Last week we took a look at on-the-field profitability in Major League Baseball and what it takes to be a successful team. In short, there appears to be two paths to greatness: 1) Spend a ton of money on player salaries and just hope the team doesn’t underachieve (e.g. Yankees, Phillies); 2) Spend $70-100 million on payroll and hope your players play beyond their payscale (e.g. Rays, Reds).
The first way is simple in the theory but not always easy to execute. The second method, on the other hand, can be very effective, but it is not always east to identify how to implement. The key is to find cheap talent that plays more like great high-priced free agents.
Let’s take a look at the biggest bargains in baseball this season…
What we see is that while Josh Hamilton is the best player in baseball (based on WAR*), he was only the se ond biggest bargain, behind Joey Votto. Still, playing $29.0 million above Hamilton’s salary ($3.3M) is the biggest reason the Texas Rangers were able to qualify for the playoffs despite an opening day payroll of only $55.3 million.
As we look at the list as a whole, a couple of things stick out…
- Seven of the 20 biggest bargains made less than $1.0 million in 2010. And only two made more than $5.0 million.
- Of the 20 biggest bargains in baseball, only five (25%) are pitchers despite making up nearly half of most rosters. While teams will always need good pitching to be successful, this shows that teams are more likely to find value with position players. It is the overachieving hitters that will turn a $70 million payroll into a 95-win team.
- The three biggest bargains in baseball this season (Josh Hamilton, Joey Votto, Evan Longoria) were the key contributors to low- or mid-payroll playoff teams.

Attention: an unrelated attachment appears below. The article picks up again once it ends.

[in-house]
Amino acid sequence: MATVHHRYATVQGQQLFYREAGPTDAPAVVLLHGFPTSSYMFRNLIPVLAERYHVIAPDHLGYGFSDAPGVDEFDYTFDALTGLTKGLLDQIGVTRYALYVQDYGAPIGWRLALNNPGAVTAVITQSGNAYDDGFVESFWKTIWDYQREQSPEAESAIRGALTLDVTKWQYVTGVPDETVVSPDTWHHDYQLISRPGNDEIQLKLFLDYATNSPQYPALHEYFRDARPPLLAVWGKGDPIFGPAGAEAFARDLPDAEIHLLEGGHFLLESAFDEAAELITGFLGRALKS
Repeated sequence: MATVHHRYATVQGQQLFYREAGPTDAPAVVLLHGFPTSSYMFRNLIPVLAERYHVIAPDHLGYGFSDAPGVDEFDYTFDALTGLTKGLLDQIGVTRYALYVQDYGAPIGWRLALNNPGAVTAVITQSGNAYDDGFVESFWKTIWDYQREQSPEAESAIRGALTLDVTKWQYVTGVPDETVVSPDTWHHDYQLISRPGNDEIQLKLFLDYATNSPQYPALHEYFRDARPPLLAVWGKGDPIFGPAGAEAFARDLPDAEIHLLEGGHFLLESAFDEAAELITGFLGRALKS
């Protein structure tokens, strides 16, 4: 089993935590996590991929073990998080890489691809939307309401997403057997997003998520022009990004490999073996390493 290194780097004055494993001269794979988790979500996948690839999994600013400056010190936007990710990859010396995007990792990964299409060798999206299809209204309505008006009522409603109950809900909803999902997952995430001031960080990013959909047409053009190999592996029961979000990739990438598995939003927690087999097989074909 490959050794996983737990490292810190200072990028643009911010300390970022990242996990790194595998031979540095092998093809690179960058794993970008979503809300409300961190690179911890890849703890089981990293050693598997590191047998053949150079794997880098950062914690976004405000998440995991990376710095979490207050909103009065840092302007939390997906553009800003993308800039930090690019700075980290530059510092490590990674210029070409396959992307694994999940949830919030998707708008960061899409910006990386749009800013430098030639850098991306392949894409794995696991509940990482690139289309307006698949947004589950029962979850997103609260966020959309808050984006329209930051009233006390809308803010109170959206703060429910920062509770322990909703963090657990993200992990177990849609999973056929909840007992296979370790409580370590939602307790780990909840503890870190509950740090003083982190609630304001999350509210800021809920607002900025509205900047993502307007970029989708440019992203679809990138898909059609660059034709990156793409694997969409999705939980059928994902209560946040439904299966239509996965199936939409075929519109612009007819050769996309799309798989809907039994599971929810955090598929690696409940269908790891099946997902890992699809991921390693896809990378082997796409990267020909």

- While the debate over the American League Cy Young Award has centered around CC Sabathia, Felix Hernandez and David Price, these numbers suggest Francisco Liriano should probably also be part of the discussion.
Spending big money on big free agents can certainly make a team successful if they spend wisely. But if a team doesn’t have the resources of the Yankees or Phillies, the only way they are going to be successful is if they can identify cheap, young position players like Hamilton and Longoria.
*Wins Above Replacement (WAR) is a way to calculate how many wins a player is worth to their team. WAR is nice because it allows us to compare all players (pitchers and hitters) on one scale and it includes all aspects of a player’s abilities (hitting, pitching, fielding). It is not perfect. For example, catchers are undervalued because it is still difficult to measure a catcher’s defensive abilities. These wins can then be translated into a dollar value (~$4M per win).
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